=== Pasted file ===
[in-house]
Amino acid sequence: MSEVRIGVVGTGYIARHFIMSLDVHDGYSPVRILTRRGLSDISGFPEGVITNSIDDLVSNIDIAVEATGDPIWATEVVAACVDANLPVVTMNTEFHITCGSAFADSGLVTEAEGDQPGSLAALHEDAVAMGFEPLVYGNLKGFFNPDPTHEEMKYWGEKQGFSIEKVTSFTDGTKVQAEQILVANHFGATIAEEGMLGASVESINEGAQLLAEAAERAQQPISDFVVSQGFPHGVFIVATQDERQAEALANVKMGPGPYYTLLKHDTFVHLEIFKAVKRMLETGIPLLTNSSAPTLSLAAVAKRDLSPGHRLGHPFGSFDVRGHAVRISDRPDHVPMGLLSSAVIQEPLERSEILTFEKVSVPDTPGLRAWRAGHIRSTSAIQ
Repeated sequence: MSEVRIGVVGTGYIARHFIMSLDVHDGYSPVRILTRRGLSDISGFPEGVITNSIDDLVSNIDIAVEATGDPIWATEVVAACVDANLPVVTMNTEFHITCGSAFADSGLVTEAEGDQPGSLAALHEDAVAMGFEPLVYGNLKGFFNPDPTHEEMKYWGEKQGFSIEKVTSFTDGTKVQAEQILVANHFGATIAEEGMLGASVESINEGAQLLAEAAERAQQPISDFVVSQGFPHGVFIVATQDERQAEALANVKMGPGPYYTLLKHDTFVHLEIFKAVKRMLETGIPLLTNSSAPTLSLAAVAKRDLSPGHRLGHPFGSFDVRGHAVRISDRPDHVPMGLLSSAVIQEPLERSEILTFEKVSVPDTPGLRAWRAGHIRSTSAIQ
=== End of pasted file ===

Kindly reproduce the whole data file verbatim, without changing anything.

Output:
[in-house]
Amino acid sequence: MSEVRIGVVGTGYIARHFIMSLDVHDGYSPVRILTRRGLSDISGFPEGVITNSIDDLVSNIDIAVEATGDPIWATEVVAACVDANLPVVTMNTEFHITCGSAFADSGLVTEAEGDQPGSLAALHEDAVAMGFEPLVYGNLKGFFNPDPTHEEMKYWGEKQGFSIEKVTSFTDGTKVQAEQILVANHFGATIAEEGMLGASVESINEGAQLLAEAAERAQQPISDFVVSQGFPHGVFIVATQDERQAEALANVKMGPGPYYTLLKHDTFVHLEIFKAVKRMLETGIPLLTNSSAPTLSLAAVAKRDLSPGHRLGHPFGSFDVRGHAVRISDRPDHVPMGLLSSAVIQEPLERSEILTFEKVSVPDTPGLRAWRAGHIRSTSAIQ
Repeated sequence: MSEVRIGVVGTGYIARHFIMSLDVHDGYSPVRILTRRGLSDISGFPEGVITNSIDDLVSNIDIAVEATGDPIWATEVVAACVDANLPVVTMNTEFHITCGSAFADSGLVTEAEGDQPGSLAALHEDAVAMGFEPLVYGNLKGFFNPDPTHEEMKYWGEKQGFSIEKVTSFTDGTKVQAEQILVANHFGATIAEEGMLGASVESINEGAQLLAEAAERAQQPISDFVVSQGFPHGVFIVATQDERQAEALANVKMGPGPYYTLLKHDTFVHLEIFKAVKRMLETGIPLLTNSSAPTLSLAAVAKRDLSPGHRLGHPFGSFDVRGHAVRISDRPDHVPMGLLSSAVIQEPLERSEILTFEKVSVPDTPGLRAWRAGHIRSTSAIQ